For Harry Duffy, it was love at first sight.
“He was in the [Irish] Army and he came to Derry for the weekend and he met my Ma and he never went back. They came looking for him and they found him, but he never went back.”
Harry and Bridie married and made their home in Creggan, where they had seven children; their daughter Jennifer recalls “for all we didn’t have much, we had a really happy childhood ... they were great together”.
When Bridie died unexpectedly of a heart attack, Harry was “broken-hearted” but devoted himself to raising their family.
Known in Derry as “Harry Dundalk”, after his home town, Jennifer recalls how he would “take us out on picnics, play rounders, taught me to swim in the reservoir. He used to whistle and when he was on his way home you could hear him a mile off, whistling”.
In May 1981, the 44-year-old was shot and killed by a soldier who hit him in with the head with a plastic bullet during rioting in Derry which followed the death of the hunger striker Patsy O’Hara. Duffy had been searching for Jennifer, then 11 years old, who had gone down to watch the riots. “He was out looking for me. That night when I came home, my Daddy wasn’t home yet. I knew there was something wrong, because he would never have stayed out of the house.”
Later she was woken from bed and her uncles broke the news. “They told me my Da was shot, they didn’t tell me he was dead, but I knew in my heart and soul. I said, ‘he’s dead, isn’t he’?”
Jennifer and her siblings never returned home. Now orphans, they were split up; they were sent to Catholic church-run children’s homes and fostered out to relatives.
I know they’ll never be punished for what they’ve done, so come out and tell the truth
“It took us out of a happy, loving home ... then not to apologise, not to say nothing, to think it’s okay for us not to know the truth, it’s not okay, it’s not okay one bit. To say, ‘we’re closing the door in your face’, it’s not okay.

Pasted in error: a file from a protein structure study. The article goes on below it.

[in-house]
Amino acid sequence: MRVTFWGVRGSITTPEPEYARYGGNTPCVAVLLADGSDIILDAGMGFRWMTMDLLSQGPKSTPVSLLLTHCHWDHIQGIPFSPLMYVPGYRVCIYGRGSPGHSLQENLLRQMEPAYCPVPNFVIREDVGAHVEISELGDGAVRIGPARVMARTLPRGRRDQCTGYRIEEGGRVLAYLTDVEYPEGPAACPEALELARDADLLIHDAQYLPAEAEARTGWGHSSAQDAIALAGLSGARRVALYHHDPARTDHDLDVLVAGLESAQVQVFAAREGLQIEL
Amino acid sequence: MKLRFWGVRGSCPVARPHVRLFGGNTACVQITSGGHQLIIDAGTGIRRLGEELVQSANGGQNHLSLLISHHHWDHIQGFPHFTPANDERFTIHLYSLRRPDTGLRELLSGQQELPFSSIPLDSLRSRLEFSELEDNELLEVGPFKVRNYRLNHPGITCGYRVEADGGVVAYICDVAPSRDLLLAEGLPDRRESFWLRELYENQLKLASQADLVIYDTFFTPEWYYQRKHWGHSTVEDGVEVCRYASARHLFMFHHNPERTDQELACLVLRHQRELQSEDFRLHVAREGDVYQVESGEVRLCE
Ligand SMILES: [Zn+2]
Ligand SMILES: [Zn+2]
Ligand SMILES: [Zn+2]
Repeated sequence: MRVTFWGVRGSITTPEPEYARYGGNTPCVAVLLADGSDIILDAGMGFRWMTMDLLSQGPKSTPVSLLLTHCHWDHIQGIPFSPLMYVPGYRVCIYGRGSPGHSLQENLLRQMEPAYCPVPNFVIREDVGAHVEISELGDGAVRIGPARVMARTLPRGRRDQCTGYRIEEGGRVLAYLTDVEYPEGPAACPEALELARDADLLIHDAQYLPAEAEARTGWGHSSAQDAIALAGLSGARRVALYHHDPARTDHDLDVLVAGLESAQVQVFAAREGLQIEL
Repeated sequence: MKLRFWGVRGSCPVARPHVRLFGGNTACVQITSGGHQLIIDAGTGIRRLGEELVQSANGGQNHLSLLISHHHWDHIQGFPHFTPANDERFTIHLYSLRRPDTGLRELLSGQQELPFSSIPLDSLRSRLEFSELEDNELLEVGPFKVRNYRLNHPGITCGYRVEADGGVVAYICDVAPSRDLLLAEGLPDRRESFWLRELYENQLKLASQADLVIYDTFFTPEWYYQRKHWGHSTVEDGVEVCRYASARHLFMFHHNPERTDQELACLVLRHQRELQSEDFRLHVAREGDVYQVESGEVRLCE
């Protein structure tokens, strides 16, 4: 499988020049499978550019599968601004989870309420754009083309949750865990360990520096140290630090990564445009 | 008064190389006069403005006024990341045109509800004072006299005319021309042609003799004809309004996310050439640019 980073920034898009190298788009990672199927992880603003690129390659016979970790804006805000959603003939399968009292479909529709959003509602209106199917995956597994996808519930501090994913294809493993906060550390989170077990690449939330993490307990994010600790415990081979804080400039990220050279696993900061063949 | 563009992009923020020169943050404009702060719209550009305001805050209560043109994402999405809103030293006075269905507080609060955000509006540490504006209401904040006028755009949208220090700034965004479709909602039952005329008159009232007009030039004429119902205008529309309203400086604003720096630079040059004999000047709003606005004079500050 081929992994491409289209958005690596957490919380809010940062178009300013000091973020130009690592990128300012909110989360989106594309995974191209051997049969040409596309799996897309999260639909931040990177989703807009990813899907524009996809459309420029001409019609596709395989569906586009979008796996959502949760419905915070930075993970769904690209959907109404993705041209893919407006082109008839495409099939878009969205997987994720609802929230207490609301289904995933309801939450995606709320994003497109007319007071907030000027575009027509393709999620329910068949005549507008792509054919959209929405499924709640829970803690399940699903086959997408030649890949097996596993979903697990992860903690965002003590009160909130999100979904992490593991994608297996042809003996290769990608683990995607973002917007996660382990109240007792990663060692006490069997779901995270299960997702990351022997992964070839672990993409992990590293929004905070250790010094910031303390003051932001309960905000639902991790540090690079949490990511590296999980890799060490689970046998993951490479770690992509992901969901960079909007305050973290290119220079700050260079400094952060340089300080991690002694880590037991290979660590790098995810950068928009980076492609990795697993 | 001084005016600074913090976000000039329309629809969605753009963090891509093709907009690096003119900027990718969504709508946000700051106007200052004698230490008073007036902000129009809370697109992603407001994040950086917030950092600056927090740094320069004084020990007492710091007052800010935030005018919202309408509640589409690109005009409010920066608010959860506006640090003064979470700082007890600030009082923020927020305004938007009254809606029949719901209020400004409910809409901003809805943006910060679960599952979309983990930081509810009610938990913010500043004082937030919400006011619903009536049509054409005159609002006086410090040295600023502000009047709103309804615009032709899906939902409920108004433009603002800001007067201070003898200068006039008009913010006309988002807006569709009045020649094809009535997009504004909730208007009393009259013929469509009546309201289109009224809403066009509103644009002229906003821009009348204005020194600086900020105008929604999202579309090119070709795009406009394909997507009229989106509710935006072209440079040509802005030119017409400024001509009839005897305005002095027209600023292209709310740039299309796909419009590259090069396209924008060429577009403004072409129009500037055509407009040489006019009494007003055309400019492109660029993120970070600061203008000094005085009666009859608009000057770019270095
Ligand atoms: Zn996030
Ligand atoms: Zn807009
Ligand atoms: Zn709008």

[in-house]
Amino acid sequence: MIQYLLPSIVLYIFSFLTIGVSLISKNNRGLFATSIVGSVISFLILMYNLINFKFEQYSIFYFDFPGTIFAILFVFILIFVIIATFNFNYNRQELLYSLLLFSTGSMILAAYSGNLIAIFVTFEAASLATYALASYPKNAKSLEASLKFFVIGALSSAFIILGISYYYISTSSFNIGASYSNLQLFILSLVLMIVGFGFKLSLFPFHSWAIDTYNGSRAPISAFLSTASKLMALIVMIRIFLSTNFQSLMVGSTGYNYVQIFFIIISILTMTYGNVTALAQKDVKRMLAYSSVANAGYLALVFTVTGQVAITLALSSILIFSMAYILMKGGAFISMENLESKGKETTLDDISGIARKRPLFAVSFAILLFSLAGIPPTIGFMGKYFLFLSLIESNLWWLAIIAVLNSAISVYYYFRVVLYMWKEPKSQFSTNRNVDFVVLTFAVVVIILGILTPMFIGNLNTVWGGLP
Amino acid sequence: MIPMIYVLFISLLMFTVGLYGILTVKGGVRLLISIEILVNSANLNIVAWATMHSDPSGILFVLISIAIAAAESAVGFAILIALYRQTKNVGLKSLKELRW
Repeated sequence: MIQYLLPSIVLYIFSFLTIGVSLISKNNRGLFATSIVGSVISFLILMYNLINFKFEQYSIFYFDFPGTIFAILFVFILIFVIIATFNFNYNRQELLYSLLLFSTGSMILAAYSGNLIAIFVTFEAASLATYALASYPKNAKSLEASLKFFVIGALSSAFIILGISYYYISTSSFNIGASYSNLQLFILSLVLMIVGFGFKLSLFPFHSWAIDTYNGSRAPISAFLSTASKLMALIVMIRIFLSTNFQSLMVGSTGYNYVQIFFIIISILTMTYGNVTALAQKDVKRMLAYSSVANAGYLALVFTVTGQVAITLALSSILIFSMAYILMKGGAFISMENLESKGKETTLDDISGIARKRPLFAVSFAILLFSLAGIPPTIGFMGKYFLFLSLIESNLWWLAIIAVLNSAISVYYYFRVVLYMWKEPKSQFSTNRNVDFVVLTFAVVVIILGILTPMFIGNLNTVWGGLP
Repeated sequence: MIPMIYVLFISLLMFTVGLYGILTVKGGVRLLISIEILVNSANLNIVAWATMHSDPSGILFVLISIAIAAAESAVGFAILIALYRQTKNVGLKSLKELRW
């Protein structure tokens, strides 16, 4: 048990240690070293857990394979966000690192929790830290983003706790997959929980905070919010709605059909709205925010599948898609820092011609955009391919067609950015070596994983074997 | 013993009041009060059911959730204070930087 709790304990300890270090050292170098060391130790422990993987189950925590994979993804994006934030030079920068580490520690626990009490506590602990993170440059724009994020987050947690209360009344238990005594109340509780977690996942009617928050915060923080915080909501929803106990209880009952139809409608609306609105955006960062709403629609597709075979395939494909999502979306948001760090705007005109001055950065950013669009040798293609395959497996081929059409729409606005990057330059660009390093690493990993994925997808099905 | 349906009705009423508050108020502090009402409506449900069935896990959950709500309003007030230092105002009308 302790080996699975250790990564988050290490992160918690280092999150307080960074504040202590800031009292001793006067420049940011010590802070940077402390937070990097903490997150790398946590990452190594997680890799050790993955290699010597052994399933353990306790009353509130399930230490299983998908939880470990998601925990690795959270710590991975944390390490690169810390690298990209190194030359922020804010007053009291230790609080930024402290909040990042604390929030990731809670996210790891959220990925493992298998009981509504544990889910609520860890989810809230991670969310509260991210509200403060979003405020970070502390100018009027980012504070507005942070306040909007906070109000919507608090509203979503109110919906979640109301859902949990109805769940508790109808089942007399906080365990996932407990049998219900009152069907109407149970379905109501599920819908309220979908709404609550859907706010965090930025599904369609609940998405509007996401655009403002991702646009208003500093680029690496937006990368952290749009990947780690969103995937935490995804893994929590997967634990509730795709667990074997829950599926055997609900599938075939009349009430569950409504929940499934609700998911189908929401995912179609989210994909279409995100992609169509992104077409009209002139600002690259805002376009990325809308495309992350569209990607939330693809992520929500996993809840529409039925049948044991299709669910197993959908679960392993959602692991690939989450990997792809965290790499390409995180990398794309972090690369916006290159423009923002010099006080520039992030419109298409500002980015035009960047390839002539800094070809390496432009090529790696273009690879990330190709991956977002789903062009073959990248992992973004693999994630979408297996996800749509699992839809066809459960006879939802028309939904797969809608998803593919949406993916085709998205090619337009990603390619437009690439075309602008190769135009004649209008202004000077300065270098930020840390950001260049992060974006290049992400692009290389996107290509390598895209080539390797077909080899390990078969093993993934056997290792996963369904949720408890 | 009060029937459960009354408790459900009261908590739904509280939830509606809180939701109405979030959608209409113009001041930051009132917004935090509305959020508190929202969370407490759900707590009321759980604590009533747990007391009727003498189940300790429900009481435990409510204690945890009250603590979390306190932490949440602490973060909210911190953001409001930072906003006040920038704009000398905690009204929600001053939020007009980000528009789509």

“They just think that somebody was shot and that’s the end of it. It’s not the end of it, it wasn’t the end of it for any of us, not the end of it at all.”
“I was robbed of the relationship with my grandfather, and my mother was robbed of the person she could have been,” says Jennifer’s daughter Mallaídh Duffy (20). “They call us UK citizens, but they treat us differently. At the end of the day, murder is murder, wherever it happens.”
The Duffy family could stand for so many others who lost loved ones in the Troubles and who now fear the UK government’s new legacy legislation, introduced in June, will mean an end to their chances of finding out what happened to Harry, or of holding anyone to account.
The Northern Ireland Troubles (Legacy and Reconciliation) Bill will create a new truth recovery body which will offer immunity from prosecution to perpetrators who co-operate with its inquiries. It will take over responsibility for all Troubles inquiries and other avenues of criminal and civil investigation and inquests will be closed down.
The proposals have been condemned across the board, including by Northern Ireland’s five main political parties, victims and human rights groups, as well as by the Irish Government. The Bill has also been condemned by groups in Britain, the European Union and US.
In a statement to The Irish Times, the Northern Ireland Office (NIO) said the Bill would “deliver a significantly different and improved approach” to addressing legacy issues which would “provide more answers for families and help society to look forward.
“This legislation seeks to strike the right balance between a clear focus on information recovery and accountability, while ensuring that those who do not co-operate with the independent Commission will remain liable to prosecution should sufficient evidence exist, or come to light,” a NIO spokeswoman said, adding that the UK government would “continue to seek constructive engagement with all stakeholders, including families” as the Bill progresses.